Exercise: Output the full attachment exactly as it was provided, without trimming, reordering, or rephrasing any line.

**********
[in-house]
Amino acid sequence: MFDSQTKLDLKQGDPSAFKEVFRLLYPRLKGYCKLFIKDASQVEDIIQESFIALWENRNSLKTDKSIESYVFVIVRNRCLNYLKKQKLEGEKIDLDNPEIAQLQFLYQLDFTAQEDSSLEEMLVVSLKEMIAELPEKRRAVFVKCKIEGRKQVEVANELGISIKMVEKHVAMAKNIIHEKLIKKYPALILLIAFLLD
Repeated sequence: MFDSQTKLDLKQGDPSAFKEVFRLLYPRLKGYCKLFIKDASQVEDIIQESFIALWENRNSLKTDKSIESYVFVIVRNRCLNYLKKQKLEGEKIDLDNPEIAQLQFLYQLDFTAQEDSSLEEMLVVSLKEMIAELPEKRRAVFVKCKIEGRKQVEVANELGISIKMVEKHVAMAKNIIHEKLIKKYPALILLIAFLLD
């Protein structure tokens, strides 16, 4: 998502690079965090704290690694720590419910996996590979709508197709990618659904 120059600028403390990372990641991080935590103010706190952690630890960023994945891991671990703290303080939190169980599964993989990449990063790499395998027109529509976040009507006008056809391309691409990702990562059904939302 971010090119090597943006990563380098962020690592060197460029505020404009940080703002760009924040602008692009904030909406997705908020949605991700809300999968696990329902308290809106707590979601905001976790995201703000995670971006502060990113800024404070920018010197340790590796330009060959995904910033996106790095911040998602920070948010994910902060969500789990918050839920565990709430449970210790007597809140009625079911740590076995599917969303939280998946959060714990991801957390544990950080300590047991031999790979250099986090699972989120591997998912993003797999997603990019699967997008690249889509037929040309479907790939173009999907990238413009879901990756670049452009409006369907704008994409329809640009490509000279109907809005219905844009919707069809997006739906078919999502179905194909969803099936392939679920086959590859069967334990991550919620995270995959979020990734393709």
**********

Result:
[in-house]
Amino acid sequence: MFDSQTKLDLKQGDPSAFKEVFRLLYPRLKGYCKLFIKDASQVEDIIQESFIALWENRNSLKTDKSIESYVFVIVRNRCLNYLKKQKLEGEKIDLDNPEIAQLQFLYQLDFTAQEDSSLEEMLVVSLKEMIAELPEKRRAVFVKCKIEGRKQVEVANELGISIKMVEKHVAMAKNIIHEKLIKKYPALILLIAFLLD
Repeated sequence: MFDSQTKLDLKQGDPSAFKEVFRLLYPRLKGYCKLFIKDASQVEDIIQESFIALWENRNSLKTDKSIESYVFVIVRNRCLNYLKKQKLEGEKIDLDNPEIAQLQFLYQLDFTAQEDSSLEEMLVVSLKEMIAELPEKRRAVFVKCKIEGRKQVEVANELGISIKMVEKHVAMAKNIIHEKLIKKYPALILLIAFLLD
């Protein structure tokens, strides 16, 4: 998502690079965090704290690694720590419910996996590979709508197709990618659904 120059600028403390990372990641991080935590103010706190952690630890960023994945891991671990703290303080939190169980599964993989990449990063790499395998027109529509976040009507006008056809391309691409990702990562059904939302 971010090119090597943006990563380098962020690592060197460029505020404009940080703002760009924040602008692009904030909406997705908020949605991700809300999968696990329902308290809106707590979601905001976790995201703000995670971006502060990113800024404070920018010197340790590796330009060959995904910033996106790095911040998602920070948010994910902060969500789990918050839920565990709430449970210790007597809140009625079911740590076995599917969303939280998946959060714990991801957390544990950080300590047991031999790979250099986090699972989120591997998912993003797999997603990019699967997008690249889509037929040309479907790939173009999907990238413009879901990756670049452009409006369907704008994409329809640009490509000279109907809005219905844009919707069809997006739906078919999502179905194909969803099936392939679920086959590859069967334990991550919620995270995959979020990734393709």